As I meet people in Portland, and now have the steady work and confidence to identify myself as an art model, I'm engaging in many more conversations about the work. Beyond the quintessential "Are you naked?," the artistic community here lends itself to some more meaningful conversations about what it's like to model for artists. One of the most common questions is: What do you do?
This doesn't sound profound, and it really isn't, but I find it interesting to talk about all the same. In short poses I often plan my next move or even count the time instead of using a timer. In longer poses I need other ways to occupy my brain. I think about what to write on here, whatever problems I'm facing in life, all sorts of things. Most often I keep myself occupied daydreaming. One night I managed to plan out my entire course of action if I were to win the lottery (first move: freedom from Sallie Mae). I've had entire imagined conversations with all sorts of people while trying to ignore my foot falling asleep.
This brings me to the idea of meditation, which is starting to factor more highly in my list of modeling activities. I got a piece of advice once, from a man who said he'd heard that the best way to deal with an itch was to meditate on it. It will either get better, he said, stay the same, or get worse. Strangely enough I tried it, and it's an interesting experience to see how meditation can affect the body. When I meditate on an itch I've found it usually does go away; most reasonable annoyances I can deal with without having to move a muscle. By reasonable annoyances I don't mean anything that could actually cause bodily harm - meditating on the space heater's proximity to my leg never stopped it from turning red, but the random itch on the tip of my nose is now no problem at all.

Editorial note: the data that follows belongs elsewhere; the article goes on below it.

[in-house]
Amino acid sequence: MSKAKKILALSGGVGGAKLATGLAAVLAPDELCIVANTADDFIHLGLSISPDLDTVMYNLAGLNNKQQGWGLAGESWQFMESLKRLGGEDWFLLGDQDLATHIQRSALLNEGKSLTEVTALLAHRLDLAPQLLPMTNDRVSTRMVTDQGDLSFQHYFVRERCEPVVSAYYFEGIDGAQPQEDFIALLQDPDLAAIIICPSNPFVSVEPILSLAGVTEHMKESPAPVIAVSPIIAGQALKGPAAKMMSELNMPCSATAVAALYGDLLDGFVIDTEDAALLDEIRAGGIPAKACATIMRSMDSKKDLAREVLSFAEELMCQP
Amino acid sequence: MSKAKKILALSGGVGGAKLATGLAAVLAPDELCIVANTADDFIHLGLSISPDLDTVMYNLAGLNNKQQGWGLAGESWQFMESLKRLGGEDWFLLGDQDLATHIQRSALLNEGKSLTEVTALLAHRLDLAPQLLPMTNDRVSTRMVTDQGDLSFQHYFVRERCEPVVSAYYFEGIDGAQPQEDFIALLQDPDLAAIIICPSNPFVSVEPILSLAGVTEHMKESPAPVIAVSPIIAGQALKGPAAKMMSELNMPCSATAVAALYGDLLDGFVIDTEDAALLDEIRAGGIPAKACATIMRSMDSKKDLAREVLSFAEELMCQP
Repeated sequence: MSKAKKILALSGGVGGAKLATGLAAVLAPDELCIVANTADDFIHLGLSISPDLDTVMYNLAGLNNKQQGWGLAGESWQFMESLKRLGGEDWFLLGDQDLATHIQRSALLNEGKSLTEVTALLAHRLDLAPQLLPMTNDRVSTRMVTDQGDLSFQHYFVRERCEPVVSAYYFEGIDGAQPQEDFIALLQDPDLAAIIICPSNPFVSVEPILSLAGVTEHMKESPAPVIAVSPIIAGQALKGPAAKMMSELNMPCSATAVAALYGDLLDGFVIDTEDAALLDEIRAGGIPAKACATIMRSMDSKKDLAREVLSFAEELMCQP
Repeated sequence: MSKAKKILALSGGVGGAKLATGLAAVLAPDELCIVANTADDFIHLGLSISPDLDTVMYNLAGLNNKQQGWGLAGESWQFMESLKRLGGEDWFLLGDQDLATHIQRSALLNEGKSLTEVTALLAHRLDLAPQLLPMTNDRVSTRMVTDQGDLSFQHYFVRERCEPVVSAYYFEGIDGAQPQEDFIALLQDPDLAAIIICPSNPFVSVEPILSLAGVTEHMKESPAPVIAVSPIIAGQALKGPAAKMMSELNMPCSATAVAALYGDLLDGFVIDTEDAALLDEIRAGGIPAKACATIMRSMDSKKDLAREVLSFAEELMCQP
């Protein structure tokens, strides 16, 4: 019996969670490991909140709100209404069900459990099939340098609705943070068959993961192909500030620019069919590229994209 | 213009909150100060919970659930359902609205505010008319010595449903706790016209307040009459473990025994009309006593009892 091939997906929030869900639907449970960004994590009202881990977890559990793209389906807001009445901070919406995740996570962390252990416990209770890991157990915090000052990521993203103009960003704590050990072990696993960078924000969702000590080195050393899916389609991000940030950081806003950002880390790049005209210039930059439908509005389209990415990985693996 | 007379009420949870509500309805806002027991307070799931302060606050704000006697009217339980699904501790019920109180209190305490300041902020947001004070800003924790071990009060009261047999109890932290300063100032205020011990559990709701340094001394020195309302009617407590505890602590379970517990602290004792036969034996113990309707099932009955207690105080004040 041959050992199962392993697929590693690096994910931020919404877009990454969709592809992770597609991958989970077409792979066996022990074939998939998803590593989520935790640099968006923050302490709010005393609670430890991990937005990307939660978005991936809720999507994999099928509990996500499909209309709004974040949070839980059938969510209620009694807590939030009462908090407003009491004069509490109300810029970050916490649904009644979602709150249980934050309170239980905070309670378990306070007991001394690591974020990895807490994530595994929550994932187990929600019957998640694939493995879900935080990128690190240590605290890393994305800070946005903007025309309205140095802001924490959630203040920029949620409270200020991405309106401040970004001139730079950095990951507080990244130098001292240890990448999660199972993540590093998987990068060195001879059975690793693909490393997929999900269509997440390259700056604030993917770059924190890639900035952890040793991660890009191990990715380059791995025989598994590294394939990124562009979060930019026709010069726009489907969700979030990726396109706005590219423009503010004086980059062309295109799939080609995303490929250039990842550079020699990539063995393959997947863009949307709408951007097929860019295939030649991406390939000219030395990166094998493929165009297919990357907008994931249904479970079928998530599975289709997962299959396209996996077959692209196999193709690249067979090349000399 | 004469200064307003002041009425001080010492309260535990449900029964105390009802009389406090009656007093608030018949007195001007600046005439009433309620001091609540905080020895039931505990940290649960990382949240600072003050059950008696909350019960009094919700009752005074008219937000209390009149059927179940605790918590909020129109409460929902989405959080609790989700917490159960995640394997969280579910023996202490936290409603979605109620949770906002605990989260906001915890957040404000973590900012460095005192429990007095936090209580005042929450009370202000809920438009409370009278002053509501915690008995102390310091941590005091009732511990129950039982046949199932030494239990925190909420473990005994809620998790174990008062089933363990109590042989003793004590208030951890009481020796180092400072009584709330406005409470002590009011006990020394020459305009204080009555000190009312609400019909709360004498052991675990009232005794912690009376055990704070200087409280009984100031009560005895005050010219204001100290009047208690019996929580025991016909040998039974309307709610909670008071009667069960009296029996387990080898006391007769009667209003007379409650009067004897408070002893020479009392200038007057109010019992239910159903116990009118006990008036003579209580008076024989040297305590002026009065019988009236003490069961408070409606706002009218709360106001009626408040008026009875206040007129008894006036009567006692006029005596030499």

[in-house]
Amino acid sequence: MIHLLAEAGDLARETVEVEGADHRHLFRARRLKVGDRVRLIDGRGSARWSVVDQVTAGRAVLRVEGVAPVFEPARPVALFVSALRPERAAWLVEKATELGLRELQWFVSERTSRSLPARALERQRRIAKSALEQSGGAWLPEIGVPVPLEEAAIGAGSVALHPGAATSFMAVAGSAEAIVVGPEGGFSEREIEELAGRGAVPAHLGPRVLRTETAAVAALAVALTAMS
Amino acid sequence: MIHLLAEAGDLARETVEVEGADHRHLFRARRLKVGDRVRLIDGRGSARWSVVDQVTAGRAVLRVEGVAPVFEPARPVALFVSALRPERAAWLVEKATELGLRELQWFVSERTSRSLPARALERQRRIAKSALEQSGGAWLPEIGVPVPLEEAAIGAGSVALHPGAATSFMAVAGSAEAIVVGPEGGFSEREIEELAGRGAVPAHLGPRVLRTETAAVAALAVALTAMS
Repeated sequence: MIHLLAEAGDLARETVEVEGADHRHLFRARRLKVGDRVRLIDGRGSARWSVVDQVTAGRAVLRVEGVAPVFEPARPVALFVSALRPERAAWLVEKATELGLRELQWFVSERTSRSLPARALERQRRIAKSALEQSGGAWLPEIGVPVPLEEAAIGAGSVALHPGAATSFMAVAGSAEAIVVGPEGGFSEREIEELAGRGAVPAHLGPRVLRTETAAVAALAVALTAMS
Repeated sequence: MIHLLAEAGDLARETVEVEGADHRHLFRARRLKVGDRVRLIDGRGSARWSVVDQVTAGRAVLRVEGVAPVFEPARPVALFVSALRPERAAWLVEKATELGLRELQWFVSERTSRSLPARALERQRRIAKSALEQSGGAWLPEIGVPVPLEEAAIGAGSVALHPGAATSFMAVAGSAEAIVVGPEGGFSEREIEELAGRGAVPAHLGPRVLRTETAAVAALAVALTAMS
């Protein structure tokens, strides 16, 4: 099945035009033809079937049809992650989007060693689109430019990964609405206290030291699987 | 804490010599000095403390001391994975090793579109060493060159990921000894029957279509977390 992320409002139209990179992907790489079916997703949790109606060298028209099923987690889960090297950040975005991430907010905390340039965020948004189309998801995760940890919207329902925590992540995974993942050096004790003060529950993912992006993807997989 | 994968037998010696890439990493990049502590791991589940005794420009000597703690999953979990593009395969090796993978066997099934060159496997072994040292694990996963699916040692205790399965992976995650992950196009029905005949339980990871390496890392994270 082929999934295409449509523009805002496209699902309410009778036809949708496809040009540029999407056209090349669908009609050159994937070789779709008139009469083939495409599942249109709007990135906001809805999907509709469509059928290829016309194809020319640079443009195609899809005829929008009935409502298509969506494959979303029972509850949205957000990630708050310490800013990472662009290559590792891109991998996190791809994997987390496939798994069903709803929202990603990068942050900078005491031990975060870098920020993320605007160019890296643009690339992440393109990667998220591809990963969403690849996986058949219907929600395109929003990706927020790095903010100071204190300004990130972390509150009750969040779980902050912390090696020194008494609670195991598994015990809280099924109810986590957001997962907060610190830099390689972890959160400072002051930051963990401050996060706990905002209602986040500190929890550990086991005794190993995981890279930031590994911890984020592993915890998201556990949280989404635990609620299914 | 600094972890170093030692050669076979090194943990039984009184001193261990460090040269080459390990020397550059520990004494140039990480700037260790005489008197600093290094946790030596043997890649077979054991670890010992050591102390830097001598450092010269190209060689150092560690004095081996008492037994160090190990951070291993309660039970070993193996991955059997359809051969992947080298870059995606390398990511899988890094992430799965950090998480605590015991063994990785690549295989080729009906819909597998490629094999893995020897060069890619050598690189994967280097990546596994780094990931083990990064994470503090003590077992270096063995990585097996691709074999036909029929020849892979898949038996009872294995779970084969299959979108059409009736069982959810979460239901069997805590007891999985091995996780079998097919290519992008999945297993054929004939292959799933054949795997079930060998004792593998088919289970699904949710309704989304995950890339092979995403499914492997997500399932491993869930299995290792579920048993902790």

Discussing how I occupy my mind during my sessions of stillness is a great way to see where people are coming from. Some jump right to the conclusion of meditation, others seem amazed that I am not just bored out of my skull, and most don't believe I could spend that much time daydreaming (I can). It's also a fascinating exercise for me to review what I actually do while I'm in a pose for an extended amount of time. Actively thinking about occupying myself prompts me to put the time to more productive use (if I feel like it).
My point: I will be working a 9-4 portrait class next week. As much as I discuss what I do while modeling, I've never had to face the idea of a full workweek of the same pose. I'm using this blog, this post, to try and find ideas of some way to use that time productively. Stay tuned for a series of disjointed thoughts, strange stories, or whatever else I can come up with. Feel free to leave ideas for me in the comments!